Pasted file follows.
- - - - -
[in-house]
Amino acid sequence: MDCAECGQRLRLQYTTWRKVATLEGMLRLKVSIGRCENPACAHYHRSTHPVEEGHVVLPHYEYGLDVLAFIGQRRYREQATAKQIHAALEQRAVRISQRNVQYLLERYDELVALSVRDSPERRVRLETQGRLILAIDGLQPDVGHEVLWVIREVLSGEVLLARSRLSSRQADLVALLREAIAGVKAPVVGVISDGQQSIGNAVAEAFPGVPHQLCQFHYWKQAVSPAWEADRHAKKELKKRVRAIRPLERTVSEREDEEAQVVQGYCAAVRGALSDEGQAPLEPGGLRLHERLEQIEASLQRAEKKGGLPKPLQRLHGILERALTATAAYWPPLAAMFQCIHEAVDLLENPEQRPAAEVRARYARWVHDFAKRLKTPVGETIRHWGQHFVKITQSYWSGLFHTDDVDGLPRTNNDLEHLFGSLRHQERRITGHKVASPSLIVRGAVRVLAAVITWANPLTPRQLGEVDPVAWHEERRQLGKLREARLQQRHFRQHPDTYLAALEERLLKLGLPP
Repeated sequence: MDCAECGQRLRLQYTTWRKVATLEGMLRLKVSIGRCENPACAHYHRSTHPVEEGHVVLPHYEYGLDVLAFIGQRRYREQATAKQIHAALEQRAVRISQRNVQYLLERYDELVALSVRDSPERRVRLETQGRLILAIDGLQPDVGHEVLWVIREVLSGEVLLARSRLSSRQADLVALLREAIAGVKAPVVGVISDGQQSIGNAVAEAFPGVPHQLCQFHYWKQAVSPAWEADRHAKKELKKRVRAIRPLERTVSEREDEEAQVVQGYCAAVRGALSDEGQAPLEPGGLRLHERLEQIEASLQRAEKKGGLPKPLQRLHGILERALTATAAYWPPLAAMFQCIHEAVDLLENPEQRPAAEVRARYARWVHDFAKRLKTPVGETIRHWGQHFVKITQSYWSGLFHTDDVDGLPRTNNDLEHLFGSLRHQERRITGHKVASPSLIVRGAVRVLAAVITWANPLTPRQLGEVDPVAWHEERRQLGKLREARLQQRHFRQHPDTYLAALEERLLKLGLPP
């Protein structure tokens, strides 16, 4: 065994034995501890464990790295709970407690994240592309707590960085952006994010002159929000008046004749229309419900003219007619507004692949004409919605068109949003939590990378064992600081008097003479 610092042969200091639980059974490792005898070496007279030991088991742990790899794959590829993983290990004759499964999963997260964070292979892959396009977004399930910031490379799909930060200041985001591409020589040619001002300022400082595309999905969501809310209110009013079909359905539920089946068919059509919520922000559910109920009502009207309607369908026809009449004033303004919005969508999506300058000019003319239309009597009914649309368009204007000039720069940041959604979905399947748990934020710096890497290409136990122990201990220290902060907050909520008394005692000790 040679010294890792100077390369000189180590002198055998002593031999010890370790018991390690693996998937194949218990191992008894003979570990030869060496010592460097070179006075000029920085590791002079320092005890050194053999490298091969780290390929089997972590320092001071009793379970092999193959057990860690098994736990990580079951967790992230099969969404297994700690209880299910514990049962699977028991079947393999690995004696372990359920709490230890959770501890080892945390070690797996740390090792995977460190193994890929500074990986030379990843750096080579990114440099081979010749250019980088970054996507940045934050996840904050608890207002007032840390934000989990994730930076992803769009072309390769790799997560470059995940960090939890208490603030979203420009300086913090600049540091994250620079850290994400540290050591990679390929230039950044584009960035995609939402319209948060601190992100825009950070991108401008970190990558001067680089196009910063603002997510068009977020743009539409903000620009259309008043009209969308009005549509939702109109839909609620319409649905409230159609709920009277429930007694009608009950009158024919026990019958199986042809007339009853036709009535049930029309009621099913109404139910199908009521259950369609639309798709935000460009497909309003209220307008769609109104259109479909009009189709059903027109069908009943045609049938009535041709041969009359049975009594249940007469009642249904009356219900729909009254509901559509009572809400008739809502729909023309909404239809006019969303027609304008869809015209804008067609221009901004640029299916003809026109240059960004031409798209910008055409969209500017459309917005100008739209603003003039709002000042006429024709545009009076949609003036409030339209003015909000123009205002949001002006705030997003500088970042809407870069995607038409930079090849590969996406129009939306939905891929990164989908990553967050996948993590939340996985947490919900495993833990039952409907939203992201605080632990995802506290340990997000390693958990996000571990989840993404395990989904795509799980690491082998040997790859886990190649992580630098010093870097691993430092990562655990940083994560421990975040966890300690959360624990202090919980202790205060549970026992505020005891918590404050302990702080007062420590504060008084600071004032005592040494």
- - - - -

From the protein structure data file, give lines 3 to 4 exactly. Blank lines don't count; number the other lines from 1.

Repeated sequence: MDCAECGQRLRLQYTTWRKVATLEGMLRLKVSIGRCENPACAHYHRSTHPVEEGHVVLPHYEYGLDVLAFIGQRRYREQATAKQIHAALEQRAVRISQRNVQYLLERYDELVALSVRDSPERRVRLETQGRLILAIDGLQPDVGHEVLWVIREVLSGEVLLARSRLSSRQADLVALLREAIAGVKAPVVGVISDGQQSIGNAVAEAFPGVPHQLCQFHYWKQAVSPAWEADRHAKKELKKRVRAIRPLERTVSEREDEEAQVVQGYCAAVRGALSDEGQAPLEPGGLRLHERLEQIEASLQRAEKKGGLPKPLQRLHGILERALTATAAYWPPLAAMFQCIHEAVDLLENPEQRPAAEVRARYARWVHDFAKRLKTPVGETIRHWGQHFVKITQSYWSGLFHTDDVDGLPRTNNDLEHLFGSLRHQERRITGHKVASPSLIVRGAVRVLAAVITWANPLTPRQLGEVDPVAWHEERRQLGKLREARLQQRHFRQHPDTYLAALEERLLKLGLPP
């Protein structure tokens, strides 16, 4: 065994034995501890464990790295709970407690994240592309707590960085952006994010002159929000008046004749229309419900003219007619507004692949004409919605068109949003939590990378064992600081008097003479 610092042969200091639980059974490792005898070496007279030991088991742990790899794959590829993983290990004759499964999963997260964070292979892959396009977004399930910031490379799909930060200041985001591409020589040619001002300022400082595309999905969501809310209110009013079909359905539920089946068919059509919520922000559910109920009502009207309607369908026809009449004033303004919005969508999506300058000019003319239309009597009914649309368009204007000039720069940041959604979905399947748990934020710096890497290409136990122990201990220290902060907050909520008394005692000790 040679010294890792100077390369000189180590002198055998002593031999010890370790018991390690693996998937194949218990191992008894003979570990030869060496010592460097070179006075000029920085590791002079320092005890050194053999490298091969780290390929089997972590320092001071009793379970092999193959057990860690098994736990990580079951967790992230099969969404297994700690209880299910514990049962699977028991079947393999690995004696372990359920709490230890959770501890080892945390070690797996740390090792995977460190193994890929500074990986030379990843750096080579990114440099081979010749250019980088970054996507940045934050996840904050608890207002007032840390934000989990994730930076992803769009072309390769790799997560470059995940960090939890208490603030979203420009300086913090600049540091994250620079850290994400540290050591990679390929230039950044584009960035995609939402319209948060601190992100825009950070991108401008970190990558001067680089196009910063603002997510068009977020743009539409903000620009259309008043009209969308009005549509939702109109839909609620319409649905409230159609709920009277429930007694009608009950009158024919026990019958199986042809007339009853036709009535049930029309009621099913109404139910199908009521259950369609639309798709935000460009497909309003209220307008769609109104259109479909009009189709059903027109069908009943045609049938009535041709041969009359049975009594249940007469009642249904009356219900729909009254509901559509009572809400008739809502729909023309909404239809006019969303027609304008869809015209804008067609221009901004640029299916003809026109240059960004031409798209910008055409969209500017459309917005100008739209603003003039709002000042006429024709545009009076949609003036409030339209003015909000123009205002949001002006705030997003500088970042809407870069995607038409930079090849590969996406129009939306939905891929990164989908990553967050996948993590939340996985947490919900495993833990039952409907939203992201605080632990995802506290340990997000390693958990996000571990989840993404395990989904795509799980690491082998040997790859886990190649992580630098010093870097691993430092990562655990940083994560421990975040966890300690959360624990202090919980202790205060549970026992505020005891918590404050302990702080007062420590504060008084600071004032005592040494």